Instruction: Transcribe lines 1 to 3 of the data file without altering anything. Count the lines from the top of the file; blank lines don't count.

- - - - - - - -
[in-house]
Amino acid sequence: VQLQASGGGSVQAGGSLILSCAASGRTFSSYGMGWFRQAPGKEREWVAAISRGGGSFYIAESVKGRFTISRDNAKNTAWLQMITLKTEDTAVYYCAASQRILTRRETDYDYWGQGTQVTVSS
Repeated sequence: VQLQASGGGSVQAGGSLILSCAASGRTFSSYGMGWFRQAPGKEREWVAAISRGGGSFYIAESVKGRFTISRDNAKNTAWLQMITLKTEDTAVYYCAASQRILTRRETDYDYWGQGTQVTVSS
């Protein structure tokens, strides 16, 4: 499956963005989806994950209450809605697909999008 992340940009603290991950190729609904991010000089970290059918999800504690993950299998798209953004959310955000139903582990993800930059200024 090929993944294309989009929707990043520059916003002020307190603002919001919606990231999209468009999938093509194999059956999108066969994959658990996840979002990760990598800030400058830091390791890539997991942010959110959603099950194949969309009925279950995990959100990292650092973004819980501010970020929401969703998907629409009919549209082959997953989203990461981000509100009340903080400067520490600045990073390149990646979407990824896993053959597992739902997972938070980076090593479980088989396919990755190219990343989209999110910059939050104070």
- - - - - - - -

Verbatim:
[in-house]
Amino acid sequence: VQLQASGGGSVQAGGSLILSCAASGRTFSSYGMGWFRQAPGKEREWVAAISRGGGSFYIAESVKGRFTISRDNAKNTAWLQMITLKTEDTAVYYCAASQRILTRRETDYDYWGQGTQVTVSS
Repeated sequence: VQLQASGGGSVQAGGSLILSCAASGRTFSSYGMGWFRQAPGKEREWVAAISRGGGSFYIAESVKGRFTISRDNAKNTAWLQMITLKTEDTAVYYCAASQRILTRRETDYDYWGQGTQVTVSS